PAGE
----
As WCBS 880's Stephanie Colombini reported, Mayor Bill de Blasio said there was no credible threat against the city. But he said the NYPD was in close contact with federal law enforcement and has been placed on high alert.
"So you'll see a lot of additional police presence on the streets of the city, you will see additional police presence in some of the heavy trafficked areas of our city today," de Blasio said. "You'll see police presence in front of some key LGBT community institutions."
De Blasio said the shooting in Florida was an attack on the nation's values of tolerance and inclusion. He called on New Yorkers to join in solidarity with the people of Orlando and the LGBT community as a whole, as investigations continued.
"I want to just offer my solidarity to the people of Orlando and to all of our brothers and sisters in the LGBT community in Orlando, in New York City, and all over the world who are feeling the pain of this attack," de Blasio said.
The NYPD said Sunday that is in contact with law enforcement authorities in Florida and the FBI.
Speaking at the Puerto Rican Day Parade, New York City and state leaders outlined upcoming security measures including the extra deployment of cops and the NYPD's 500 member Critical Response Command, CBS2's Scott Rapoport reported.
Gov. Andrew Cuomo also decried gun violence as he addressed the shooting during. He also spoke during the parade.
"The gun violence is just getting worse and worse and worse," Cuomo said. "It's going to be a sad fact in history when we look back and we see how many people we lost to gun violence."
"Meanwhile the NYPD has placed our Patrol and Counter-terrorism resources, including CRC, SRG and ESU personnel, on alert pending further information," the NYPD said in a statement.
The NYPD said it is "constantly working with law enforcement and community partners to counter terror."
"New Yorkers should know that the NYPD has more than 500 officers dedicated solely to terror response, hundreds more to the prevention of incidents," police said.
In a Twitter post, the department also said "Our prayers go out to those affected by the Orlando shooting."
The attack early Sunday morning at Pulse Orlando, a popular gay dance club, left 50 people dead and 53 more injured in what is now being called the worst mass shooting in U.S. history.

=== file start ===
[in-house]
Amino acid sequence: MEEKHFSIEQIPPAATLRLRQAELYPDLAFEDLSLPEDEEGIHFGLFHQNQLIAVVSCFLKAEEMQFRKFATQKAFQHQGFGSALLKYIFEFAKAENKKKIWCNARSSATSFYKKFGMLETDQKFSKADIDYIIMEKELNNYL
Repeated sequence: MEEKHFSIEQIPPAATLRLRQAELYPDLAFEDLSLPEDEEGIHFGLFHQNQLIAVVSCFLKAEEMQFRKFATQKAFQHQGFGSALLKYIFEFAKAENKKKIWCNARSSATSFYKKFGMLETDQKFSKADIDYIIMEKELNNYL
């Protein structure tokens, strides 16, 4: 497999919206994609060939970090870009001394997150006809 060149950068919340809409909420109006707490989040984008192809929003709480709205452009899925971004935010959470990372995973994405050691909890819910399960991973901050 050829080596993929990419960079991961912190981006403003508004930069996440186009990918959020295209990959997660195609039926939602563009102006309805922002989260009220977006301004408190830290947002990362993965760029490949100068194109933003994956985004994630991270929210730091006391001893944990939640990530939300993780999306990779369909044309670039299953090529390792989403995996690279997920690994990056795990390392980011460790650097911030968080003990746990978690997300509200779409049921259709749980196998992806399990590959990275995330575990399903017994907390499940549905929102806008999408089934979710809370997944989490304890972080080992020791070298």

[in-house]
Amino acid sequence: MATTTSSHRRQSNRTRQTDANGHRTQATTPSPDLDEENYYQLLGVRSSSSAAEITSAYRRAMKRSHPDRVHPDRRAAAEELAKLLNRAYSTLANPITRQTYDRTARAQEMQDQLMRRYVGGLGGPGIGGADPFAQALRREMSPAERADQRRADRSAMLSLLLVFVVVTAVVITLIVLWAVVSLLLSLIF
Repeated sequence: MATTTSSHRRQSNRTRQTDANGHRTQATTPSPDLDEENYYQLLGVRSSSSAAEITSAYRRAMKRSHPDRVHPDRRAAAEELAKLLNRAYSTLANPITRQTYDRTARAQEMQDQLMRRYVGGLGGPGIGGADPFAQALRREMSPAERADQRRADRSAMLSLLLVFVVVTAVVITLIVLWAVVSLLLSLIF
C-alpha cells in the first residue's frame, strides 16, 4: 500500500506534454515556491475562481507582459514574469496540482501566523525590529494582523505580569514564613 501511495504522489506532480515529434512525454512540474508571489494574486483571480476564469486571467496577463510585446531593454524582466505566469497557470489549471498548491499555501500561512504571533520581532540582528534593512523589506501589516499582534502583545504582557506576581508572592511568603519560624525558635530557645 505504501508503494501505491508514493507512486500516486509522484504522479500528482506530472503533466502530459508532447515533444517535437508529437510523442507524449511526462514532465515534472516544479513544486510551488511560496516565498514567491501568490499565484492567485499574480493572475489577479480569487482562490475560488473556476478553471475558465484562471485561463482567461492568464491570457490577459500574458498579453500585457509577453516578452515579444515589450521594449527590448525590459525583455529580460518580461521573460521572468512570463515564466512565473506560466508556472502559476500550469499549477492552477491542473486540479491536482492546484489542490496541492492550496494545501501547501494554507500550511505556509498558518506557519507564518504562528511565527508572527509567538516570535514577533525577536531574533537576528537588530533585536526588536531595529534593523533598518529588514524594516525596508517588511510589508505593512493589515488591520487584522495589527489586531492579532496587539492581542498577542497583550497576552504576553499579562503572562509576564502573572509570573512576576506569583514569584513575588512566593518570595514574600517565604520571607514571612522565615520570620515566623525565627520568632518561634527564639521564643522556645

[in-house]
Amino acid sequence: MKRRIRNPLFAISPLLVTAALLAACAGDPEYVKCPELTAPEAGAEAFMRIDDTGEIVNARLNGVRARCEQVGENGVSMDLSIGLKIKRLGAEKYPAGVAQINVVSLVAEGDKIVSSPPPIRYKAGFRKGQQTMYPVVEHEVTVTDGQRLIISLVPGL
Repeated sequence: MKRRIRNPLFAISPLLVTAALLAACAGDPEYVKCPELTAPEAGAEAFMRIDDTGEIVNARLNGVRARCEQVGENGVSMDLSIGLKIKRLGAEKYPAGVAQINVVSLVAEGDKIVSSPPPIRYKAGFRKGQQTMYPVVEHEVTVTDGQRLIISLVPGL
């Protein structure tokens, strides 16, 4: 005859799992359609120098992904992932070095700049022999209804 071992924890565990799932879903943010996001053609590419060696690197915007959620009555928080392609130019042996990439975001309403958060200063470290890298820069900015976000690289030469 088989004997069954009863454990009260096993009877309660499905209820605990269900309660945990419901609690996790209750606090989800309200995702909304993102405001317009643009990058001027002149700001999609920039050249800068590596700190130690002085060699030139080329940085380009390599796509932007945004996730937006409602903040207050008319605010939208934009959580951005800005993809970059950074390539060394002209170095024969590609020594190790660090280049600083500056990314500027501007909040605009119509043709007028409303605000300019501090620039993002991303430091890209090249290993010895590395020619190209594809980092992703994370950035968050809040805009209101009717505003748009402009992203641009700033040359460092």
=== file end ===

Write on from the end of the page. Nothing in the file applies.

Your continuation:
Officials said they're investigating the incident as an act of terrorism.
NYPD Chief of Department James O'Neill says there will be an increased police presence at LGBT institutions, nightlife venues and crowded areas, WCBS 880's Colombini reported.
"I will be working with the LGBT community not just in Manhattan but in the outer boroughs also to make sure we deploy properly to make people not only safe but to feel safe throughout the city," O'Neill said.
New Jersey officials say they're not planning any extra security measures in the state following the incident, but they are reminding residents to remain vigilant and report any suspicious activity to authorities.
State police say New Jersey homeland security officials have not detected any credible threats in the wake of Sunday's shooting in Orlando. But they say authorities continue to closely monitor the situation.
Law enforcement authorities in the state's major cities and at the Jersey Shore -- home to many gay clubs -- said they had no immediate plans to beef up security or impose new policies.
Law enforcement sources told CBS News the gunman has been identified as Omar Mateen, 29, a U.S. citizen from Port St. Lucie. Mateen was born to Afghan parents. CBS News reports Mateen has no apparent criminal history and that authorities are investigating whether he had ties to Islamic terrorism.
The Islamic State of Iraq and Syria has claimed responsibility for the shooting, CBS News reports. The terror group's news organization, Aamaq Agency, said the attack was "carried out by an Islamic State fighter."
(TM and © Copyright 2016 CBS Radio Inc. and its relevant subsidiaries. CBS RADIO and EYE Logo TM and Copyright 2016 CBS Broadcasting Inc. Used under license. All Rights Reserved. This material may not be published, broadcast, rewritten, or redistributed. The Associated Press contributed to this report.)
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